The Moltkeviertel is a district of the German city of Essen. It is located near the centre of the town, as the crow flies just over a kilometre to the south-east of the Essen main railway station. It is bounded by the thoroughfares Kronprinzenstrasse, Ruhrallee, Töpferstrasse and Rellinghauserstasse and by the railway line from Essen Main Station to Essen-Werden . Administratively, it belongs to the urban districts of Essen-Südostviertel and Essen-Huttrop. The centre point of the Moltkeviertel is the Robert-Schmidt-Berufskolleg , formerly the Königliche Baugewerkschule Essen, at the corner of Moltkestrasse and Robert-Schmidt-Strasse.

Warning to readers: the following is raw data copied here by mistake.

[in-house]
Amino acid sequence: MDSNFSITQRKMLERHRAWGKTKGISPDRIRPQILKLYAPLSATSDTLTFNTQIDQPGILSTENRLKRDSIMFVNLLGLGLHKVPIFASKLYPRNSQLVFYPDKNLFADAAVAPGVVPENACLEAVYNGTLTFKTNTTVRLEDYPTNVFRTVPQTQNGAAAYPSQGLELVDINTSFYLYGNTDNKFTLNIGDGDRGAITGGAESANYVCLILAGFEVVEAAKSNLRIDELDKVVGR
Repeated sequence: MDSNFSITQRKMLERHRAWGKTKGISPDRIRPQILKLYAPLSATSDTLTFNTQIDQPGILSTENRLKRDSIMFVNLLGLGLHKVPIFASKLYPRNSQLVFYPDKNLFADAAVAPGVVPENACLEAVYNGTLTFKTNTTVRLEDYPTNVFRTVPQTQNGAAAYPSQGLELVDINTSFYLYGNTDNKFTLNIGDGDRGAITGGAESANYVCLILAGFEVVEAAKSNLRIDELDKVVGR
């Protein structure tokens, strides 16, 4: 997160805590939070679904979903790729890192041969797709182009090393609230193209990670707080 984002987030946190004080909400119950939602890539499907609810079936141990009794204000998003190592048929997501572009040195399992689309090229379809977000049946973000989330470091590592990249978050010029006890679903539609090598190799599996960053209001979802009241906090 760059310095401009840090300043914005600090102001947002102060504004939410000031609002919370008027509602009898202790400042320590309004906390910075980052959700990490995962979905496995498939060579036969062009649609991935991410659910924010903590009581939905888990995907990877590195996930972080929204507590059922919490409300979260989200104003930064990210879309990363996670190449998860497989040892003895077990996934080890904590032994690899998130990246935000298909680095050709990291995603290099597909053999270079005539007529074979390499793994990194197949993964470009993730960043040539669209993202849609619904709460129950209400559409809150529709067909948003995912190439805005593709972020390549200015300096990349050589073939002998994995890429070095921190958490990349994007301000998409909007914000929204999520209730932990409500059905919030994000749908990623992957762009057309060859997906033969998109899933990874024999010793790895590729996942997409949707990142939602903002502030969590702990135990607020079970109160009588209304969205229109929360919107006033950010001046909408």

In terms of town planning, the Moltkeviertel was conceived at the beginning of the 20th century as a single unit. As a response to the lack of high-quality residential housing in the up-and-coming and prosperous city of Essen, it was planned by the visionary town planner and city councillor Professor Robert Schmidt following principles which are partly still relevant today and were at that time revolutionary. This included, among other things, the creation of broad urban ventilation lanes in the form of wide streets and cohesive green zones. The notions behind these extended parks in the immediate vicinity of the houses, sometimes with large playing and sporting areas – the tennis courts were planned as early as 1908 – were essentially reformative in character and these facilities are still very much in use today. The naming of the quarter's streets after great master builders such as Karl Friedrich Schinkel, Gottfried Semper, Joseph Maria Olbrich and others testifies to the great esteem in which architecture was held. On the other hand, the idea of giving the quarter's largest street and largest square the name of the Prussian field marshal Helmuth Karl Bernhard Graf von Moltke is more a reflection of the prevailing zeitgeist between the turn of the century and the First World War.